• Mar 3rd 2010 at 8:38PM
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1957 Saab 93 rally car replica – Click above for high-res image gallery

As car guys, we want to see Saab succeed at the hands of its new owners, Spyker Cars. And while the brand faces an uphill battle to reach profitability, its new masters are at least showing signs of understanding the Swedish automaker's rich past. The latest proof? Spyker CEO Victor Muller and Saab CEO Jan Åke Jonsson will take on Italy's famed Mille Miglia road race in this 1957 Saab 93, a replica of the car that won the Finnish 1,000 Lakes Rally that year.

The 750cc three-cylinder two-stroke engine has been tuned to Group 2 specification, producing 55 horsepower – 22 horsepower more than the standard car. So-equipped, the robust racer is said to be good for 62 miles-per-hour in 13 seconds and a top speed of 93 mph.

While racing in May's historic recreation of the Mille Miglia might not generate much in the way of brand buzz, if nothing else, it strikes us as a nice acknowledgment of the company's past by the keepers of its future. Could there be more than just a history lesson at work here? Late last month, Autocar reported that Saab is proceeding with plans for a new entry-level model, the 9-2, that will reportedly be influenced by Saab's 1950's 'teardrop' design. High-res gallery of live shots from here at the Geneva Motor Show below, official press release after the jump.

[Source: Saab]
Show full PR text

2 March 2010

Saab at Geneva Motor Show 2010

Historic Saab 93 on Show at Geneva en route to Mille Miglia

· Unique heritage: Saab celebrates first major international rally success
· Historic recreation: Saab and Spyker CEOs to run Saab 93s in 2010 Mille Miglia

Saab is celebrating its first major victory in international motor sport by showing a replica of the Saab 93 sedan which won the Finnish 1,000 Lakes Rally in 1957.

With Erik 'Mr Saab' Carlsson at the wheel, this historic victory brought international recognition for the Saab brand. It also presaged back-to-back Monte Carlo and a hat-trick of RAC Rally victories that Carlsson would achieve in the early 1960s.

Powered by a 748 cc, three cylinder engine, but weighing only 810 kilos, the Saab 93's agile handling enabled it to embarrass far more powerful, larger cars. It established a winning 'David beats Goliath' formula that was to be a cornerstone of Saab's rallying success.

mullerThe Saab 93 is now about to see competition action again. The car on show – from Saab's car museum in Trollhättan, Sweden – will be driven by Spyker Cars CEO Victor Muller on Italy's historic Mille Miglia road race in May. He will be joined by Saab Automobile CEO Jan Åke Jonsson at the wheel of another Saab 93. Both will be following, at a more leisurely pace, in the wheel tracks of the 1000 Lakes winner, which won its class on the same event back in 1957.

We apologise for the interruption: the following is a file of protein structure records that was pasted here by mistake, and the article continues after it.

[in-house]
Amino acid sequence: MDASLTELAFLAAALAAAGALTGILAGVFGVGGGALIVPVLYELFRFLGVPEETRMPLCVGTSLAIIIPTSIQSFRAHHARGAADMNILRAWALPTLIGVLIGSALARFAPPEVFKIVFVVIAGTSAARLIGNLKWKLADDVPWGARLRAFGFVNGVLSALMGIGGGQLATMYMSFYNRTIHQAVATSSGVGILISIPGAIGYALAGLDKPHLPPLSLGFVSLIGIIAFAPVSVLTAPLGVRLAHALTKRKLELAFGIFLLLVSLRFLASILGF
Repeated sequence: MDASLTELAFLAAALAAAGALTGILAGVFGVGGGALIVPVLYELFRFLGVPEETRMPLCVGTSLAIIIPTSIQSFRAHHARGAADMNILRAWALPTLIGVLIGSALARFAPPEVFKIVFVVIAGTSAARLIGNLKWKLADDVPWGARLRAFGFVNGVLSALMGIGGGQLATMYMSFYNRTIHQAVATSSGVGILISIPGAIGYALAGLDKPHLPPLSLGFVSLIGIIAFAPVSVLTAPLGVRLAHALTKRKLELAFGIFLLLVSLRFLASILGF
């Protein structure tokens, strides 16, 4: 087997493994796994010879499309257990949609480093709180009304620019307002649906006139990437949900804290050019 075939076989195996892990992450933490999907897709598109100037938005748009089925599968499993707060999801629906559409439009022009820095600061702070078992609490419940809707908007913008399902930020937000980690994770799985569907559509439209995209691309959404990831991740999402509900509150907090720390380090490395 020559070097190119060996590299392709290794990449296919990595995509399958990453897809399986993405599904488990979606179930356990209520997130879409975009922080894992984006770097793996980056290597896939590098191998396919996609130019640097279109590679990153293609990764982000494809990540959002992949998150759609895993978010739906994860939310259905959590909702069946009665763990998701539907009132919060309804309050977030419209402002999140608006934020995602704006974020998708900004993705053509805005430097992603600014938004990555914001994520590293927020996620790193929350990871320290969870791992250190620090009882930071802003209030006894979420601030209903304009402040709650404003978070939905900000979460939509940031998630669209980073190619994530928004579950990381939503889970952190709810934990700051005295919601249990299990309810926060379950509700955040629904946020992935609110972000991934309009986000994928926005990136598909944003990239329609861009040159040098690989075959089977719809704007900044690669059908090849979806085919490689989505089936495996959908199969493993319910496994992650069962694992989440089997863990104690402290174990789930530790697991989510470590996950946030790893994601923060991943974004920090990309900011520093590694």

"Unique cars like the 93 are a key part of the Saab brand's wonderful heritage," said Victor Muller "I shall enjoy driving it and being able to share in some of Saab's history."

Between 1955 and 1960, 52.731 Saab 93s were built at Trollhättan. Its frontal styling introduced a new face for Saab, carried forward by the 96 sedan and 95 station wagon which stayed in production until 1980.

Technical data: Saab 93, 1957, Group 2 competition regulations:

Engine: 3-cylinder, 2-stroke engine, 748cc Solex 40 AI carburetor

Power: 55 hp/ DIN / 5.500 rpm (Standard 33 hp/ DIN / 4200 rpm)

Transmission: Front wheel drive, 3/4-spd manual gearbox, freewheel, steering column shift

Body/chassis: Unitary. Front suspension: double A-arms, coil springs, anti-roll bar
Rear suspension: rigid, U-shaped rear axle, coil springs. Drum brakes all-round

Dimensions (mm): Length 4.010, Width 1.570, Height 1450 mm, Wheelbase 2.488
Track front/ rear 1,220

Weight: 810 kg

Performance: 0-100 km/h: 13 secs. Top speed: 150 km/h

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    • 1 Second Ago
      • 5 Years Ago
      Had a rust-red one of these as my very first car, aged even then.

      A great snowmobile, the 96 left other vehicles hopelessly stranded in its wake.

      The engine was about the size of a bean tin (just 841cc) but the streamlined body meant that it could eventually wind the hefty beast up to 90mph-plus indicated.

      Weird two-strokeness meant you had to carry dozens of litre-size oil bottles around, which was a pain, and greasy too.

      And the exhaust system eventually choked on unburnt oil residues leaving the thing moving at walking pace in an early version of Will Smith's banana trick in '24 hours'.

      Fond memories though...
      • 5 Years Ago
      In light of Spyker's own financial problems, all I hope is that Saab doesn't put the nail in the coffin. Picking up Saab was a terrible decision. They should save their money from having these silly events and maybe make cars that push more than 20,000 units a year.

      • 5 Years Ago
      It's good to see that Saab's new owners actually give a damn about them.
      • 5 Years Ago
      Waaaaaaay cool. I've always been fascinated by the old Saabs.
        • 5 Years Ago
        So cool. They realize Saab means something.

        If anyone can pull this off, these guys can.

        My hat is SO OFF to these guys.

        (But I wonder how they can do a modern teardrop car. Modern cars just plan don't have droopy butts. I'll confess my bias here: I was totally enamored of the 9-2 convertible they showed a couple years back.)
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